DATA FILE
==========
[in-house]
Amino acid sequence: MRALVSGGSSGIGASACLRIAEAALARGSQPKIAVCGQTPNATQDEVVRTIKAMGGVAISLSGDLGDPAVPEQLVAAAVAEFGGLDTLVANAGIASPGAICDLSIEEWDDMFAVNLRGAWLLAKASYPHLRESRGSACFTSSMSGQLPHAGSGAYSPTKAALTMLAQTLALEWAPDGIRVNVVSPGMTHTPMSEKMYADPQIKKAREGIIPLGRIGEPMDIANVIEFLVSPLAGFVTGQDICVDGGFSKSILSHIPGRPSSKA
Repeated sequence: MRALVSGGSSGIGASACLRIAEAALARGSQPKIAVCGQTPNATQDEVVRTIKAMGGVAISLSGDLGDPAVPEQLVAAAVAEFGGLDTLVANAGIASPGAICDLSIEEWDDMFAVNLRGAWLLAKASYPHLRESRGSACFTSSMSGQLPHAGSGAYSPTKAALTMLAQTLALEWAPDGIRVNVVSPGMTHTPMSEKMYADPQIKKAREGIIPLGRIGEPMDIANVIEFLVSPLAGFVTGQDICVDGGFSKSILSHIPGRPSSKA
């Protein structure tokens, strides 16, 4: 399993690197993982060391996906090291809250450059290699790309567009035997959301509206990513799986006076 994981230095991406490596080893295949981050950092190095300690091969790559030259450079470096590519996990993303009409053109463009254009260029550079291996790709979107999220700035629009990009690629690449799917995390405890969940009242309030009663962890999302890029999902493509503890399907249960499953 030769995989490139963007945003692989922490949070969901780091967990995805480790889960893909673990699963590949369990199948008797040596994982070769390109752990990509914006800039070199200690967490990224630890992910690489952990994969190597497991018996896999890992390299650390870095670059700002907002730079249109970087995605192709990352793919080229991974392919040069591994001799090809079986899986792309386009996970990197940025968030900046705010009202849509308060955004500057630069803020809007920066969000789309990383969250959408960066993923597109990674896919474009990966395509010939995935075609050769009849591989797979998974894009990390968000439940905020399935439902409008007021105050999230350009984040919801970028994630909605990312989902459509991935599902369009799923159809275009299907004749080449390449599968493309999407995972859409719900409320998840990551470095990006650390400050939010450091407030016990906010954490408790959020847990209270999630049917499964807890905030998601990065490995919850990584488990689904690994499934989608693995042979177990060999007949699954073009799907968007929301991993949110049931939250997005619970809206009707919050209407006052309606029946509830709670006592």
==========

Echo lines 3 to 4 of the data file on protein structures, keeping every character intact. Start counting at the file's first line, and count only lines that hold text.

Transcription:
Repeated sequence: MRALVSGGSSGIGASACLRIAEAALARGSQPKIAVCGQTPNATQDEVVRTIKAMGGVAISLSGDLGDPAVPEQLVAAAVAEFGGLDTLVANAGIASPGAICDLSIEEWDDMFAVNLRGAWLLAKASYPHLRESRGSACFTSSMSGQLPHAGSGAYSPTKAALTMLAQTLALEWAPDGIRVNVVSPGMTHTPMSEKMYADPQIKKAREGIIPLGRIGEPMDIANVIEFLVSPLAGFVTGQDICVDGGFSKSILSHIPGRPSSKA
């Protein structure tokens, strides 16, 4: 399993690197993982060391996906090291809250450059290699790309567009035997959301509206990513799986006076 994981230095991406490596080893295949981050950092190095300690091969790559030259450079470096590519996990993303009409053109463009254009260029550079291996790709979107999220700035629009990009690629690449799917995390405890969940009242309030009663962890999302890029999902493509503890399907249960499953 030769995989490139963007945003692989922490949070969901780091967990995805480790889960893909673990699963590949369990199948008797040596994982070769390109752990990509914006800039070199200690967490990224630890992910690489952990994969190597497991018996896999890992390299650390870095670059700002907002730079249109970087995605192709990352793919080229991974392919040069591994001799090809079986899986792309386009996970990197940025968030900046705010009202849509308060955004500057630069803020809007920066969000789309990383969250959408960066993923597109990674896919474009990966395509010939995935075609050769009849591989797979998974894009990390968000439940905020399935439902409008007021105050999230350009984040919801970028994630909605990312989902459509991935599902369009799923159809275009299907004749080449390449599968493309999407995972859409719900409320998840990551470095990006650390400050939010450091407030016990906010954490408790959020847990209270999630049917499964807890905030998601990065490995919850990584488990689904690994499934989608693995042979177990060999007949699954073009799907968007929301991993949110049931939250997005619970809206009707919050209407006052309606029946509830709670006592």